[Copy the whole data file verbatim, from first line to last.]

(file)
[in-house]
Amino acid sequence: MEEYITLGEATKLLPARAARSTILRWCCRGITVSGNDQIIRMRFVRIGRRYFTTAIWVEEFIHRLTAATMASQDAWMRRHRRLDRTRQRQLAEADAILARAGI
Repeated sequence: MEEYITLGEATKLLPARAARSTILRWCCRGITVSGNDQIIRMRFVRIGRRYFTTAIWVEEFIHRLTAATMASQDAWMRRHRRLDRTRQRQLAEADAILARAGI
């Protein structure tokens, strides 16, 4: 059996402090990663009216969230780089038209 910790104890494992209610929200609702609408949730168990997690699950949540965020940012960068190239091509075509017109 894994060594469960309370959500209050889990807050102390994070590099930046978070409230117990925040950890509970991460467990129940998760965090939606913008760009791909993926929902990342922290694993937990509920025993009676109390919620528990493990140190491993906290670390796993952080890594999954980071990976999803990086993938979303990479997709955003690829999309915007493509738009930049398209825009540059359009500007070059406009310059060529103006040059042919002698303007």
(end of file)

[in-house]
Amino acid sequence: MEEYITLGEATKLLPARAARSTILRWCCRGITVSGNDQIIRMRFVRIGRRYFTTAIWVEEFIHRLTAATMASQDAWMRRHRRLDRTRQRQLAEADAILARAGI
Repeated sequence: MEEYITLGEATKLLPARAARSTILRWCCRGITVSGNDQIIRMRFVRIGRRYFTTAIWVEEFIHRLTAATMASQDAWMRRHRRLDRTRQRQLAEADAILARAGI
């Protein structure tokens, strides 16, 4: 059996402090990663009216969230780089038209 910790104890494992209610929200609702609408949730168990997690699950949540965020940012960068190239091509075509017109 894994060594469960309370959500209050889990807050102390994070590099930046978070409230117990925040950890509970991460467990129940998760965090939606913008760009791909993926929902990342922290694993937990509920025993009676109390919620528990493990140190491993906290670390796993952080890594999954980071990976999803990086993938979303990479997709955003690829999309915007493509738009930049398209825009540059359009500007070059406009310059060529103006040059042919002698303007």